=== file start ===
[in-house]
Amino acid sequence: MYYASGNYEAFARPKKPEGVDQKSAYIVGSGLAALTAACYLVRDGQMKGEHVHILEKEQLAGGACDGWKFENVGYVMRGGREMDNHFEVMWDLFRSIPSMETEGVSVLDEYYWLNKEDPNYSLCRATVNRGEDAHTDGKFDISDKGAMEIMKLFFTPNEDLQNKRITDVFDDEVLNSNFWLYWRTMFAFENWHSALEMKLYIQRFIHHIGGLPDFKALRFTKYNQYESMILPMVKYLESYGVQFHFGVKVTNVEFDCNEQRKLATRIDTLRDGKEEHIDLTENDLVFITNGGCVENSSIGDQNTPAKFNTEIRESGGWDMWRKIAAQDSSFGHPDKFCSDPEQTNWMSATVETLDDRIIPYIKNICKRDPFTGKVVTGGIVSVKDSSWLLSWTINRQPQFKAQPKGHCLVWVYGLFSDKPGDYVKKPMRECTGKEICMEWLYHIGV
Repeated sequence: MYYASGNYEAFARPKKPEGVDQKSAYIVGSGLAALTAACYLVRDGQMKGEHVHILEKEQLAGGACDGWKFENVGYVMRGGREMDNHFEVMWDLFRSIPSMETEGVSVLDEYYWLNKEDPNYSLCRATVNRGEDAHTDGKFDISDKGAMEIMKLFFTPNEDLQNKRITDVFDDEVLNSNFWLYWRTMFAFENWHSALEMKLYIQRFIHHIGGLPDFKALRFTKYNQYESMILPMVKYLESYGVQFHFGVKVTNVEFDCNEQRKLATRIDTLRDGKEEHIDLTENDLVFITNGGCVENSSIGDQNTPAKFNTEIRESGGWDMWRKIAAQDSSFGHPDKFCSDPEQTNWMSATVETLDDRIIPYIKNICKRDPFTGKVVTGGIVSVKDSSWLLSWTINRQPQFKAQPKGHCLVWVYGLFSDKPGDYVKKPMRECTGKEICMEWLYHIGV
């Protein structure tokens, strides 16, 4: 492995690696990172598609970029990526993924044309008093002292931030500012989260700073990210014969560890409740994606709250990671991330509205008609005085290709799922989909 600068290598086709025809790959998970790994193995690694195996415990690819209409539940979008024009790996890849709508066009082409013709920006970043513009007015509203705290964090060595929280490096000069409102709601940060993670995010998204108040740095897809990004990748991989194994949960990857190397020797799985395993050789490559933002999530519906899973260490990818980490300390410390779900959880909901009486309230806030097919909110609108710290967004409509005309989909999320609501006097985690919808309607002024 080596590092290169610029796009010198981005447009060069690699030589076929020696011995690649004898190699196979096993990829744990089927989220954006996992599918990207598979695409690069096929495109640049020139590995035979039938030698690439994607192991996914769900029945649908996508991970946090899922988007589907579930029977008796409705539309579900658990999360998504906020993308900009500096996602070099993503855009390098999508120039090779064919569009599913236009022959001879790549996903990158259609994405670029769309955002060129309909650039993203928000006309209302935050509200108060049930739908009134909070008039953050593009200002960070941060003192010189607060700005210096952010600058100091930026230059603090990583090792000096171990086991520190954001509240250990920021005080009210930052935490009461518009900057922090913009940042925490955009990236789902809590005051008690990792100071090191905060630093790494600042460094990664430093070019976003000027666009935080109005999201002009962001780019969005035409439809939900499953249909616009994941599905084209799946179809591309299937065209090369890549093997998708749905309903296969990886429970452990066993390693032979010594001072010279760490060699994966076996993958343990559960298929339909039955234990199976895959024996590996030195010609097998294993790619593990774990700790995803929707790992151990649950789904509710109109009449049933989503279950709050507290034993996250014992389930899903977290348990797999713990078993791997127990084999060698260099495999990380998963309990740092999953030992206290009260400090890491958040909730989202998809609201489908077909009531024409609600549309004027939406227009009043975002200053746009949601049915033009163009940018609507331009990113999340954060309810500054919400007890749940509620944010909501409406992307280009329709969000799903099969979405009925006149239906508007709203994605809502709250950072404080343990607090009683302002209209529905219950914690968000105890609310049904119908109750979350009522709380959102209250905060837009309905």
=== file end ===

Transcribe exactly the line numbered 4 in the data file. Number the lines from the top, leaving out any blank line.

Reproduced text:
């Protein structure tokens, strides 16, 4: 492995690696990172598609970029990526993924044309008093002292931030500012989260700073990210014969560890409740994606709250990671991330509205008609005085290709799922989909 600068290598086709025809790959998970790994193995690694195996415990690819209409539940979008024009790996890849709508066009082409013709920006970043513009007015509203705290964090060595929280490096000069409102709601940060993670995010998204108040740095897809990004990748991989194994949960990857190397020797799985395993050789490559933002999530519906899973260490990818980490300390410390779900959880909901009486309230806030097919909110609108710290967004409509005309989909999320609501006097985690919808309607002024 080596590092290169610029796009010198981005447009060069690699030589076929020696011995690649004898190699196979096993990829744990089927989220954006996992599918990207598979695409690069096929495109640049020139590995035979039938030698690439994607192991996914769900029945649908996508991970946090899922988007589907579930029977008796409705539309579900658990999360998504906020993308900009500096996602070099993503855009390098999508120039090779064919569009599913236009022959001879790549996903990158259609994405670029769309955002060129309909650039993203928000006309209302935050509200108060049930739908009134909070008039953050593009200002960070941060003192010189607060700005210096952010600058100091930026230059603090990583090792000096171990086991520190954001509240250990920021005080009210930052935490009461518009900057922090913009940042925490955009990236789902809590005051008690990792100071090191905060630093790494600042460094990664430093070019976003000027666009935080109005999201002009962001780019969005035409439809939900499953249909616009994941599905084209799946179809591309299937065209090369890549093997998708749905309903296969990886429970452990066993390693032979010594001072010279760490060699994966076996993958343990559960298929339909039955234990199976895959024996590996030195010609097998294993790619593990774990700790995803929707790992151990649950789904509710109109009449049933989503279950709050507290034993996250014992389930899903977290348990797999713990078993791997127990084999060698260099495999990380998963309990740092999953030992206290009260400090890491958040909730989202998809609201489908077909009531024409609600549309004027939406227009009043975002200053746009949601049915033009163009940018609507331009990113999340954060309810500054919400007890749940509620944010909501409406992307280009329709969000799903099969979405009925006149239906508007709203994605809502709250950072404080343990607090009683302002209209529905219950914690968000105890609310049904119908109750979350009522709380959102209250905060837009309905």